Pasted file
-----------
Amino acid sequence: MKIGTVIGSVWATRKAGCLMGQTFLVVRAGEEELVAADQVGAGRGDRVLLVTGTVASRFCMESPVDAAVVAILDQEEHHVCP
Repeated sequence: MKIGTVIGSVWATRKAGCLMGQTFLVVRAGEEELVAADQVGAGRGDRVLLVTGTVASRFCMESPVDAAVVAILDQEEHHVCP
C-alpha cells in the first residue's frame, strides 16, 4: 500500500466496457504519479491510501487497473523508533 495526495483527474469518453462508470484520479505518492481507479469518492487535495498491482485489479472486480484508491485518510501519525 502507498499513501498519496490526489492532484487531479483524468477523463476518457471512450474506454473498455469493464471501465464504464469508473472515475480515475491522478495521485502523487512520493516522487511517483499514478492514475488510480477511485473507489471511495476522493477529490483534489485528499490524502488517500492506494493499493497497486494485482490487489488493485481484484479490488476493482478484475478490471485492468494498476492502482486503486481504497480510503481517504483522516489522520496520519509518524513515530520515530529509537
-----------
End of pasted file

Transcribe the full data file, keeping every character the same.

Amino acid sequence: MKIGTVIGSVWATRKAGCLMGQTFLVVRAGEEELVAADQVGAGRGDRVLLVTGTVASRFCMESPVDAAVVAILDQEEHHVCP
Repeated sequence: MKIGTVIGSVWATRKAGCLMGQTFLVVRAGEEELVAADQVGAGRGDRVLLVTGTVASRFCMESPVDAAVVAILDQEEHHVCP
C-alpha cells in the first residue's frame, strides 16, 4: 500500500466496457504519479491510501487497473523508533 495526495483527474469518453462508470484520479505518492481507479469518492487535495498491482485489479472486480484508491485518510501519525 502507498499513501498519496490526489492532484487531479483524468477523463476518457471512450474506454473498455469493464471501465464504464469508473472515475480515475491522478495521485502523487512520493516522487511517483499514478492514475488510480477511485473507489471511495476522493477529490483534489485528499490524502488517500492506494493499493497497486494485482490487489488493485481484484479490488476493482478484475478490471485492468494498476492502482486503486481504497480510503481517504483522516489522520496520519509518524513515530520515530529509537